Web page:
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Elife. 2014 Nov 28;3:e04499. doi: 10.7554/eLife.04499.

Disruption of thalamic functional connectivity is a neural correlate of dexmedetomidine-induced unconsciousness.

Author information

1
Department of Anesthesia, Critical Care and Pain Medicine, Massachusetts General Hospital, Harvard Medical School, Boston, United States.
2
MGH/MIT/HMS Athinoula A Martinos Center for Biomedical Imaging, Charlestown, United States.
3
Clinical Research Center, Massachusetts General Hospital, Boston, United States.

Abstract

Understanding the neural basis of consciousness is fundamental to neuroscience research. Disruptions in cortico-cortical connectivity have been suggested as a primary mechanism of unconsciousness. By using a novel combination of positron emission tomography and functional magnetic resonance imaging, we studied anesthesia-induced unconsciousness and recovery using the α₂-agonist dexmedetomidine. During unconsciousness, cerebral metabolic rate of glucose and cerebral blood flow were preferentially decreased in the thalamus, the Default Mode Network (DMN), and the bilateral Frontoparietal Networks (FPNs). Cortico-cortical functional connectivity within the DMN and FPNs was preserved. However, DMN thalamo-cortical functional connectivity was disrupted. Recovery from this state was associated with sustained reduction in cerebral blood flow and restored DMN thalamo-cortical functional connectivity. We report that loss of thalamo-cortical functional connectivity is sufficient to produce unconsciousness.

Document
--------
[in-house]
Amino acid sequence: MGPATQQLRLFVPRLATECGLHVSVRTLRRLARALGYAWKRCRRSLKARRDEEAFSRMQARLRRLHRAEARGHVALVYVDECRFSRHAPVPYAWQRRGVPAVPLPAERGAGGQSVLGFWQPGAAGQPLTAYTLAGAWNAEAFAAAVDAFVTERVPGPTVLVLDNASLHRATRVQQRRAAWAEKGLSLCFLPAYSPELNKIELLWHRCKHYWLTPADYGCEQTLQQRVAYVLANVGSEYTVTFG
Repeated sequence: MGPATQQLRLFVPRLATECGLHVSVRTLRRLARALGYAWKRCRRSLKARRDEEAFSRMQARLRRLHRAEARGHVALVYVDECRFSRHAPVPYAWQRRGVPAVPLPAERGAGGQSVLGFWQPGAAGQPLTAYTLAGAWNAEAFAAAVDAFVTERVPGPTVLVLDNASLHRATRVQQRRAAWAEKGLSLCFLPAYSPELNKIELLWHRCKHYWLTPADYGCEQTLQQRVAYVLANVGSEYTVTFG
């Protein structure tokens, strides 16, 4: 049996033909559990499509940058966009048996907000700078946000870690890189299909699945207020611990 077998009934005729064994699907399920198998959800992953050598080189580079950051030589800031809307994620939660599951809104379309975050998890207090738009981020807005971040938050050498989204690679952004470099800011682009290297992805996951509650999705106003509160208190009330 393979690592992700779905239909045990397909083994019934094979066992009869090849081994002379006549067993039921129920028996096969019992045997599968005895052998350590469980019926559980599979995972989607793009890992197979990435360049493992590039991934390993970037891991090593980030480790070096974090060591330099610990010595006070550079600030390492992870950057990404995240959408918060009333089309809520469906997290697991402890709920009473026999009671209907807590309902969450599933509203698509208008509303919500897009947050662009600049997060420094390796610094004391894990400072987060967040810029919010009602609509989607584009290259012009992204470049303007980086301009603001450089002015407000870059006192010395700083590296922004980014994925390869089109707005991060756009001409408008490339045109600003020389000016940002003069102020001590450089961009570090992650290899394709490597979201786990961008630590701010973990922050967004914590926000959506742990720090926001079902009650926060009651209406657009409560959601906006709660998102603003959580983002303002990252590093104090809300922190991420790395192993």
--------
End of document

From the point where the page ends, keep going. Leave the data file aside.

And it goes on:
KEYWORDS:

consciousness; cortico-cortical; default mode network; dexmedetomidine; functional connectivity; human; neuroscience; thalamo-cortical

PMID:
25432022
PMCID:
PMC4280551
DOI:
10.7554/eLife.04499
[Indexed for MEDLINE]
Free PMC Article

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